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Defying the Odds

Defying the Odds
New book about the 2016 election.

Friday, May 18, 2018

Life After Trump

In  Defying the Oddswe discuss the people surrounding Trump.
The choice of servants is of no little importance to a prince, and they are good or not according to the discrimination of the prince. And the first opinion which one forms of a prince, and of his understanding, is by observing the men he has around him; and when they are capable and faithful he may always be considered wise, because he has known how to recognize the capable and to keep them faithful. But when they are otherwise one cannot form a good opinion of him, for the prime error which he made was in choosing them.
-- Machiavelli
Tarini Parti at Buzzfeed:
Trump administration officials looking to escape to the private sector are getting a rude awakening: No one wants to hire them.
Companies and firms who used to recruit from presidential administrations and brag when they were successful in poaching an aide are making the calculation that the risks of bringing on a Trump administration official outweigh the rewards, according to interviews with 10 current and former administration officials, top recruiters, and lobbyists who did not want to be named to talk candidly. BuzzFeed News reached out to them after previously reporting during an especially chaotic stretch for the Trump White House that some officials were trying to leave but finding their job prospects to be “pretty bleak.” That’s especially pronounced for more junior staff.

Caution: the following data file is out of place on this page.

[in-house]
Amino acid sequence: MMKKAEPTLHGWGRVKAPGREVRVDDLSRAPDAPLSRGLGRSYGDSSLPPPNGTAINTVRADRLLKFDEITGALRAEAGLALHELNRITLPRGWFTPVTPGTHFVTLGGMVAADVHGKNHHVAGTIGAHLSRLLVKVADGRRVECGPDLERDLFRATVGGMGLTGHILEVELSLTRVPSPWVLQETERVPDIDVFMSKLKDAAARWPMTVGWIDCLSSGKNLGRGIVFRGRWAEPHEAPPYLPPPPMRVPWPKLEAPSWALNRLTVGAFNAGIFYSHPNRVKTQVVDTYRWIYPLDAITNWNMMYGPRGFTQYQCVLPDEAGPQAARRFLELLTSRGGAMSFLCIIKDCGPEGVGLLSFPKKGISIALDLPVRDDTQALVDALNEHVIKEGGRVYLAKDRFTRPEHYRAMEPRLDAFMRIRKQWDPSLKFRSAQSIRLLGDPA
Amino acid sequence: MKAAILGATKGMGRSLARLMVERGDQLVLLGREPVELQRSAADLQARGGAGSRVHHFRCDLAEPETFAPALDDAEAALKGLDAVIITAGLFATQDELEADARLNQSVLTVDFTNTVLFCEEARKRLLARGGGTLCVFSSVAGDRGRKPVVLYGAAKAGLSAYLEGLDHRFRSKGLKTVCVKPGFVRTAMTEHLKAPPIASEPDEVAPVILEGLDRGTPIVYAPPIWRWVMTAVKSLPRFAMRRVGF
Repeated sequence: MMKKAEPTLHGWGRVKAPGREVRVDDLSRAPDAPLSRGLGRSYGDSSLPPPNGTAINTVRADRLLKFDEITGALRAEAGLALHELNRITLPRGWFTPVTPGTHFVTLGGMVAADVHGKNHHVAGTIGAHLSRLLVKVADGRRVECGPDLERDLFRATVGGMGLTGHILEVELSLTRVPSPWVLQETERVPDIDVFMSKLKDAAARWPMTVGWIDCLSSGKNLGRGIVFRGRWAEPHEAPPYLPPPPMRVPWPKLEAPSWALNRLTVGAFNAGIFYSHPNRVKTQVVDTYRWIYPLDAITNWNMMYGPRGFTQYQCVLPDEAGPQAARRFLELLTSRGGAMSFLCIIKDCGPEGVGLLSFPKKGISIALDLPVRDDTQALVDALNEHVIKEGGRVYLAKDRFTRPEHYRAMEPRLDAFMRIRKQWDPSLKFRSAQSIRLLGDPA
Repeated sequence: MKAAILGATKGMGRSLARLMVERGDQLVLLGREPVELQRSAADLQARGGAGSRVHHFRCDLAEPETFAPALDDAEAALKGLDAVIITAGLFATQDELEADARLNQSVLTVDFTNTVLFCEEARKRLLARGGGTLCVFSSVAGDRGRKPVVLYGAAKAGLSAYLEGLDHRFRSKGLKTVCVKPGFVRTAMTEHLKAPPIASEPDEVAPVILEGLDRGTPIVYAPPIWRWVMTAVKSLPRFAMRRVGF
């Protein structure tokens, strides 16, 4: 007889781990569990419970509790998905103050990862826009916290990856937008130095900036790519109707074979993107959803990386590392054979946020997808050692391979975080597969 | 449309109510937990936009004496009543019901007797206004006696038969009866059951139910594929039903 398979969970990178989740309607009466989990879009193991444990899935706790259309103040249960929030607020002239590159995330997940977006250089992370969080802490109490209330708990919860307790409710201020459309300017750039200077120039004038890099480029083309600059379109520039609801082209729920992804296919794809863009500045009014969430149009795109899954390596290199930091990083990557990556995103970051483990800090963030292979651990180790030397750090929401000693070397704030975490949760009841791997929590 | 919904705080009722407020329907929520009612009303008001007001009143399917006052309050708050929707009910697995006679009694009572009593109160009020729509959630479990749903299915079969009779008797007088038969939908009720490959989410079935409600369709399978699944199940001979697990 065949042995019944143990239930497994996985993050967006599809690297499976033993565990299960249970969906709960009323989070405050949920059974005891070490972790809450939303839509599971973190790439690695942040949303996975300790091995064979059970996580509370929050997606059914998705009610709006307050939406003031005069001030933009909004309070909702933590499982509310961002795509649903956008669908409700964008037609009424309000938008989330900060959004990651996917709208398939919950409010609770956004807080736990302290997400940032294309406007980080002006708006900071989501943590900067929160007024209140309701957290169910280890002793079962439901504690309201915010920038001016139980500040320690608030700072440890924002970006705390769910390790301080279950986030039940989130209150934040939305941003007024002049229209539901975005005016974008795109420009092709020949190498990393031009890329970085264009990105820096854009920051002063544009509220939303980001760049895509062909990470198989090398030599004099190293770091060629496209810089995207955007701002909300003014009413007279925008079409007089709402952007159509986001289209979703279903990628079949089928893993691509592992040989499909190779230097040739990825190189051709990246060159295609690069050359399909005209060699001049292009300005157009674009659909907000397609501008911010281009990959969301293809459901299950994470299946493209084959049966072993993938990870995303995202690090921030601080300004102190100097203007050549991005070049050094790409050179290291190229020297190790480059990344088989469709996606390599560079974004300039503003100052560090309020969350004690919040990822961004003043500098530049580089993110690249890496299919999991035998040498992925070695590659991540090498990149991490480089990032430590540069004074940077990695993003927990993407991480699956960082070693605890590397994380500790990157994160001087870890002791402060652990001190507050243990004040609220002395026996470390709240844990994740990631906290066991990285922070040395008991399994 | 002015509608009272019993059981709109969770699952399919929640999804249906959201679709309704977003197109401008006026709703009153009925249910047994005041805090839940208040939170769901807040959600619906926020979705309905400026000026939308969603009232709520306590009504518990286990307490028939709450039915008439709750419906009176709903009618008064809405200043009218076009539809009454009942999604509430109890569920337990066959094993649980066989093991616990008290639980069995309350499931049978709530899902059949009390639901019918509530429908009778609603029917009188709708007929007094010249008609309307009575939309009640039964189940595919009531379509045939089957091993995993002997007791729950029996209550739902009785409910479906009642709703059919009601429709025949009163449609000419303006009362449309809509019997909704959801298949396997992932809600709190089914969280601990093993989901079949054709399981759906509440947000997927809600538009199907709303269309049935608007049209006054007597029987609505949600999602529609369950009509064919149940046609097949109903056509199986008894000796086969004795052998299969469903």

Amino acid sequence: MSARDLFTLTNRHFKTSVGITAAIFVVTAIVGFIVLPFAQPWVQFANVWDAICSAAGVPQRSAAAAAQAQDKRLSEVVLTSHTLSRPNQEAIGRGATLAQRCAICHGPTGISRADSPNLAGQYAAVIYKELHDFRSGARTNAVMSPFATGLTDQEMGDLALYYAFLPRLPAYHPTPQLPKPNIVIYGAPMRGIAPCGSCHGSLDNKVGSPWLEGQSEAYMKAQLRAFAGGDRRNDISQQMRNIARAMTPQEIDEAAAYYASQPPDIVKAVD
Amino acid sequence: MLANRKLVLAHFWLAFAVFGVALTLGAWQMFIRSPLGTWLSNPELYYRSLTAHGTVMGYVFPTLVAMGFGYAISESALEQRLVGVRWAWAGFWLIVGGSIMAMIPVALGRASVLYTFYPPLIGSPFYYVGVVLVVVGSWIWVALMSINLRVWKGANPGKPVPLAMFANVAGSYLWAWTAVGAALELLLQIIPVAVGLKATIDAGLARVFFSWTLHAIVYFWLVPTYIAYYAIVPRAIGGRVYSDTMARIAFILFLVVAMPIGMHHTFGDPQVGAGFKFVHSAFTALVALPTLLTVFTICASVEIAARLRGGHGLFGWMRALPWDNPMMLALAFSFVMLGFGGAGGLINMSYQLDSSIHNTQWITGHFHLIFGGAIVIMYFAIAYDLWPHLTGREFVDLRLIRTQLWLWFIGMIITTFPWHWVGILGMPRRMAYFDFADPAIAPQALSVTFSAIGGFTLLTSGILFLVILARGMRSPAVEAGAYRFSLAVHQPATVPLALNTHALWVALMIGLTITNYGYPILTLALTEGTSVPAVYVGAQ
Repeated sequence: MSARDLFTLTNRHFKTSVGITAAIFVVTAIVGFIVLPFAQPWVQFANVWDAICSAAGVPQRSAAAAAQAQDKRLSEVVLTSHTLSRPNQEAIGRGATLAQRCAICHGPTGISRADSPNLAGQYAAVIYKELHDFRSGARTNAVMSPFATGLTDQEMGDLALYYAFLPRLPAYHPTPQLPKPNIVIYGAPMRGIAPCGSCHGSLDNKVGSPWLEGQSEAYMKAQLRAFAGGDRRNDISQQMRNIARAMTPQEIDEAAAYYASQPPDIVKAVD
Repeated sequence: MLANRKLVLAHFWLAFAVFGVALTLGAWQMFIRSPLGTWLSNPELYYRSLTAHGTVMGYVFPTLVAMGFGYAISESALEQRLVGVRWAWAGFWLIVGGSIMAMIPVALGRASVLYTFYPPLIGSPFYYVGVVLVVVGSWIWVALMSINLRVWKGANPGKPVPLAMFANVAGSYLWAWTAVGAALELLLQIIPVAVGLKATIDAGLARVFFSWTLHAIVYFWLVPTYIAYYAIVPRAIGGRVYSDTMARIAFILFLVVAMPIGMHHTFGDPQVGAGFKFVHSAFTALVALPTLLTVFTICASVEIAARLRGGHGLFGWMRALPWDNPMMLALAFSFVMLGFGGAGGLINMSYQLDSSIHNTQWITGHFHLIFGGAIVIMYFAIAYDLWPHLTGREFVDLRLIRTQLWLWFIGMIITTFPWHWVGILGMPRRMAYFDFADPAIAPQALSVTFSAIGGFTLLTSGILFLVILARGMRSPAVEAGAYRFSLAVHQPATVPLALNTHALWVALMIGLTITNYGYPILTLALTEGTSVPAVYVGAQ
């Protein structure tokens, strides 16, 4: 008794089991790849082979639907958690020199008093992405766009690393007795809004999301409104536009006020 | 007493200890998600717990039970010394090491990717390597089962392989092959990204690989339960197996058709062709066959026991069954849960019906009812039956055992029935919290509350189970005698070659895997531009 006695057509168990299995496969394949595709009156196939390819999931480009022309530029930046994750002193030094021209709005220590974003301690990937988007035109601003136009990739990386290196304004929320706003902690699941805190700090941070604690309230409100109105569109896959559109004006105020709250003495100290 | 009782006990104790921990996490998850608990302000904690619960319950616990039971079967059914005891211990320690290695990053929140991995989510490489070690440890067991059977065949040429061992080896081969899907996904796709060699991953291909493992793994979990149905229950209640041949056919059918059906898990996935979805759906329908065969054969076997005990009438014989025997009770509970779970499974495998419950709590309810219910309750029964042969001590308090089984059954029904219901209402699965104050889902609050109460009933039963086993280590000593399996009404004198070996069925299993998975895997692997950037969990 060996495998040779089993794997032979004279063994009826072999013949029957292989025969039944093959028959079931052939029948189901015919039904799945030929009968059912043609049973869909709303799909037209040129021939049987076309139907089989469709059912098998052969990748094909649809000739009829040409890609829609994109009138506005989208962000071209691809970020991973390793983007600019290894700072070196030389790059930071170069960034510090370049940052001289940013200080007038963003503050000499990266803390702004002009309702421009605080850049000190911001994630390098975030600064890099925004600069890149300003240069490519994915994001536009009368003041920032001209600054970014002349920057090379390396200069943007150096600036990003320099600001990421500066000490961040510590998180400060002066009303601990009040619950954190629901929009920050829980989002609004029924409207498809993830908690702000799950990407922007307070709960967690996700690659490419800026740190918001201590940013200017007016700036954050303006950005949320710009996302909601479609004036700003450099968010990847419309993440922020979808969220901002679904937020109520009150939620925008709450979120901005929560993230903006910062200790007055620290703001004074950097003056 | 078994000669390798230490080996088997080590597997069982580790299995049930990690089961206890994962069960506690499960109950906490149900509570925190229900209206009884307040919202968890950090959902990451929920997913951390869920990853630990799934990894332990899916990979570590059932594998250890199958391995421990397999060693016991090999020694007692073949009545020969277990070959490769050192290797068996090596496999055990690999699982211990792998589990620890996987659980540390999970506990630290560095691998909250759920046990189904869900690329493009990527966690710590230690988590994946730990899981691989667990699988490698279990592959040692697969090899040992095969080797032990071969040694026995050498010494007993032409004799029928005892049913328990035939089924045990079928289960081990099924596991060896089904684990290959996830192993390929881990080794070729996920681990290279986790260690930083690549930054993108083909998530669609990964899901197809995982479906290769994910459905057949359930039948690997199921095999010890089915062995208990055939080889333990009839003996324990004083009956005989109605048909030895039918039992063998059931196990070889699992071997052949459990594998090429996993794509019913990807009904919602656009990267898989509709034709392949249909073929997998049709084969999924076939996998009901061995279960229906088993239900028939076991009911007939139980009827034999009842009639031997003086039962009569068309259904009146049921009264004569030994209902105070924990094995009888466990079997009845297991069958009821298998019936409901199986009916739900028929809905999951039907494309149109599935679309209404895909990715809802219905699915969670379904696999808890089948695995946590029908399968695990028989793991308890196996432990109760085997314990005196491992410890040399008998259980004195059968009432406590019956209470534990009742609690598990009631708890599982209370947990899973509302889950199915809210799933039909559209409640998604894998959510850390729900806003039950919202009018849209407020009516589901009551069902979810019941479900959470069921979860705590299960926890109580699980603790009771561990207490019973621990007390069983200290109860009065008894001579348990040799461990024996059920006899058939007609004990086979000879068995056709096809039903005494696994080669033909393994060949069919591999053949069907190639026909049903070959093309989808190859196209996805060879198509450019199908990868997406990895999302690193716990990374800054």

The leadership at a prominent, bipartisan Washington public affairs firm went as far as to make an active decision not to hire from the Trump White House because of the "reputational risk" associated with it, a former White House official was recently told. The official asked BuzzFeed News not to disclose the name of the firm.
In another case, a White House official said he was rejected out of the blue for a job after being given indications he would be hired and was explicitly told his affiliation with the Trump White House had been a problem for some at the company.
Annie Linskey at The Boston Globe:
Part of the problem, especially for the White House staffers who came from Trump’s ragtag campaign, is they don’t necessarily know how Washington works.
“There are not as many people who have the experience downtown,” said a Republican with ties to Trump who runs a lobbying firm.
The person has talked to some West Wing aides looking to jump ship and hasn’t been all that impressed. “When they talk about drafts, sometimes there’s a weak draft,” the lobbyist said. “This is a middle-of-the-road draft.”